This is Julian Plenti’s debut, but he’s no newcomer. Julian Plenti is the stage name of Paul Banks, lead singer for Interpol, and for his first solo album he’s turned up some old material: “Girl on the Sporting News,” “On the Esplanade,” “Fly as You Might,” and “Fun that We Have” date back to the pre-Interpol years when Banks/Plenti would play acoustic sets at anti-folk hangouts in downtown New York.
The persona of Julian Plenti was resuscitated by the music software Logic Pro, which allowed Banks to rework old songs and provide instrumentation beyond guitar and vocals. This process sparked more songs made with the same method, and new-toy giddiness led to some occasionally unfortunate muddling. (Take “Girl on the Sporting News” as an example, an old Julian Plenti song now dressed up with some stray electronic buzzes and strings for dramatic effect.)
Despite the stage name, Julian Plenti Is…Skyscraper can only be seen through the lens of Banks’s work in Interpol, and several songs — notably “Fun that We Have” and “Games for Days” — whose angular guitars and precise rhythms give them more than a family resemblance to Interpol. They measure up well to anything on Our Love to Admire, but Banks didn’t need solo work or an alternate persona to explore these ideas. More interesting are the songs that depart from the Interpol template, even if only partially. The brightest and most upbeat song on the album, “Unwind,” swaps bass and guitar for keyboards and trumpet but retains a verse-chorus-verse structure. The intros to “Only if You Run” and “On the Esplanade” are imprecise and basically extraneous — exactly the sort of thing that Interpol has mercilessly excised from its music. It also points to the expansive and unfinished quality on the most successful songs on the album.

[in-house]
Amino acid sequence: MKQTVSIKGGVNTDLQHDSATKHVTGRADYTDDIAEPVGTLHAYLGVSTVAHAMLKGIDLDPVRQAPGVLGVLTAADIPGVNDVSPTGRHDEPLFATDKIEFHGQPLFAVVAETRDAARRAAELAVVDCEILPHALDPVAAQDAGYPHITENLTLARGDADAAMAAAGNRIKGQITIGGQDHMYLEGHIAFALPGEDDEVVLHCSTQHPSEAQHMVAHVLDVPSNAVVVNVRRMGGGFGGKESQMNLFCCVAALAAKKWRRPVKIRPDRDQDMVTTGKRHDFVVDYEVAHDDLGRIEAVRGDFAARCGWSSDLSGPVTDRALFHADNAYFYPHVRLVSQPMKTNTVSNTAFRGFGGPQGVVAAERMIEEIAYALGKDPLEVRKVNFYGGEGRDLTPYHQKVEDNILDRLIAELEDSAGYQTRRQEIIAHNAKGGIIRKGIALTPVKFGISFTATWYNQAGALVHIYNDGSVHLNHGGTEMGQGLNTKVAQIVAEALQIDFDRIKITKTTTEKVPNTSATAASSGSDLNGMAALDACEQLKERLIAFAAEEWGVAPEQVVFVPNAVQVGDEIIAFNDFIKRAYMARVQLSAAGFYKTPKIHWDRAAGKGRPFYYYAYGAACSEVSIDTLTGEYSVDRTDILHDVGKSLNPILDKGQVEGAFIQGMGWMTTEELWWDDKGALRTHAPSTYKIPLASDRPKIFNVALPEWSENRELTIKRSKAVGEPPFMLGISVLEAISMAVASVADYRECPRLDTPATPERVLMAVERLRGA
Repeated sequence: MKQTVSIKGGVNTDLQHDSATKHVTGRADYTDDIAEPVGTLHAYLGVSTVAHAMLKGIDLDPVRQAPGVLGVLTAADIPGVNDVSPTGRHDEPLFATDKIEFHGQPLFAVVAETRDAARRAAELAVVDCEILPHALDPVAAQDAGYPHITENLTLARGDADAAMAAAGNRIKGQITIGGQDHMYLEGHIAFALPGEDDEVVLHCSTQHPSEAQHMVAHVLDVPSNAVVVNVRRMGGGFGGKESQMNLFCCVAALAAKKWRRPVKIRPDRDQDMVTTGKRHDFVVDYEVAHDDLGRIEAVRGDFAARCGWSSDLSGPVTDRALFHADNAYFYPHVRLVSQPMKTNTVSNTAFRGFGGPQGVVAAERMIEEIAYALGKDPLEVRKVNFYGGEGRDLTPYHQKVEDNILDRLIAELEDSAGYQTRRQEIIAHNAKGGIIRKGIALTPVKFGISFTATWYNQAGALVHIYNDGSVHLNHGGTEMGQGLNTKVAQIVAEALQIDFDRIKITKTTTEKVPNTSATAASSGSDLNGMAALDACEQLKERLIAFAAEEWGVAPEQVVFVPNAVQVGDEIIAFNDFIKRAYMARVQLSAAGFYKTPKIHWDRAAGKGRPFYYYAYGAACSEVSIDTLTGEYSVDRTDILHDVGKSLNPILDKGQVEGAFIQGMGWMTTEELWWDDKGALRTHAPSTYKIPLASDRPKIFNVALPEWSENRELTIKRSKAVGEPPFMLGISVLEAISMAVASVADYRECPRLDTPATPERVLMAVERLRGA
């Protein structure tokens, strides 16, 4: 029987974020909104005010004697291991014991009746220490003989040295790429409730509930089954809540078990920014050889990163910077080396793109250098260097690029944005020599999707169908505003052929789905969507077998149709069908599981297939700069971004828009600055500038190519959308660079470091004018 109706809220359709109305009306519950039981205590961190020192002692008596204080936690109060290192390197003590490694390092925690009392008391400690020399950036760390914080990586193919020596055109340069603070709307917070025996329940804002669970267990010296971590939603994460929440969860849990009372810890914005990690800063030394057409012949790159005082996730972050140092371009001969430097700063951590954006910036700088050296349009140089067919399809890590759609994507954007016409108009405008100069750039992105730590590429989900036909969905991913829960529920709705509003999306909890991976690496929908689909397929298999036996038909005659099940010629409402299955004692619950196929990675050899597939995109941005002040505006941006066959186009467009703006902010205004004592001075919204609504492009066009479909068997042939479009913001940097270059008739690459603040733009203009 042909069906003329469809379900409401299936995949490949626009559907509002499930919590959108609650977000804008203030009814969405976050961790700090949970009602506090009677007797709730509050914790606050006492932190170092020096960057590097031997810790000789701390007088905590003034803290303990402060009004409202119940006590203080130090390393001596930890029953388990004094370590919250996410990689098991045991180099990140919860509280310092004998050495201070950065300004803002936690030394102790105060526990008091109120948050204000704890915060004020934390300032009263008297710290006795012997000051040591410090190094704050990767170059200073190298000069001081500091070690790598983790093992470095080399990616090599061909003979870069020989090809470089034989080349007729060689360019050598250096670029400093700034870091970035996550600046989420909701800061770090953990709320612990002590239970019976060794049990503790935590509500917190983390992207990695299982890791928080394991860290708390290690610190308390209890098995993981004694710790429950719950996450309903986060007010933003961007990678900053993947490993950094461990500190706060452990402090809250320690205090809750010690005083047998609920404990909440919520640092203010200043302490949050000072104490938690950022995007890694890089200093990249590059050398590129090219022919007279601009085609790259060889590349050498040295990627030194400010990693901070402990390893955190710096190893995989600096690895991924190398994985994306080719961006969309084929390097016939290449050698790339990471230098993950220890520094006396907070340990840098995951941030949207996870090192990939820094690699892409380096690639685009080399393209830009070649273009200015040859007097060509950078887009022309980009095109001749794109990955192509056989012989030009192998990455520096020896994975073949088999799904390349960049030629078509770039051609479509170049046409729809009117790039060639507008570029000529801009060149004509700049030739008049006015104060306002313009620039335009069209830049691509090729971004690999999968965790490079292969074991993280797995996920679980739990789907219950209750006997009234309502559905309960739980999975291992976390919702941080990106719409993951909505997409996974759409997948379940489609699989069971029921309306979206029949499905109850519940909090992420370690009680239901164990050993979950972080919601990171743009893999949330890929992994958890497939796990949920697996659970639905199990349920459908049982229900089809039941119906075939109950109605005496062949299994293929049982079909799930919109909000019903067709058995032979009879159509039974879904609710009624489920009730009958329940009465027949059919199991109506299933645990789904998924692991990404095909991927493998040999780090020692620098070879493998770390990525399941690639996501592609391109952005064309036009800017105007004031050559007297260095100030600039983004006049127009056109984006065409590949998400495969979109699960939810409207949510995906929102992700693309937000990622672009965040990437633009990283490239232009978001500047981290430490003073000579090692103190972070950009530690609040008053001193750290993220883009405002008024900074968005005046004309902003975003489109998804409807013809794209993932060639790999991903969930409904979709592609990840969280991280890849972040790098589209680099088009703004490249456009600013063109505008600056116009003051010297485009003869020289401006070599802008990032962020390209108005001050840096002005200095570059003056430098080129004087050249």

If Interpol’s music is like a marvel of Scandinavian engineering, with pieces both interlocking and adjustable for maximum efficiency in minimum space, Julian Plenti is like a homemade curio cabinet, with room for spoken-word samples, meandering guitar plucking, keyboard plinkings, offhand electronic beeps, and some strings. In housing these curiosities Plenti risks self-indulgence, and he intermittently gives off the whiff of an eccentric neighbor absentmindedly waving you into his house to show you his collection of antique typewriters. However, at its best, such as on the droning “Skyscraper” and the guitar-picking “On the Esplanade,” the world-weary brooding of Julian Plenti, speckled with allusions to Europe, calls to mind Leonard Cohen.
These songs are mood pieces built on a simple melody that serves as a pretext for the vocals and other sounds. The melody could repeat indefinitely as strings and piano enter, crescendo without climax, and then disappear. They’re Interpol songs that never reach the part when the guitars kick in. The finale, “H,” even leaves out Banks’s voice in favor of highly modulated vocals, ambient sounds, and tambourine.
Skyscraper is an experiment. It’s a guy with new software applying it to the first thing at hand: some old songs he used to play. It’s a member of a rock band that plays tightly controlled music stretching his compositional abilities to new instruments and more subtle arrangements. They’re not all successes. Julian Plenti can push his music into interesting if somewhat twee directions, but Paul Banks should keep his day job with Interpol.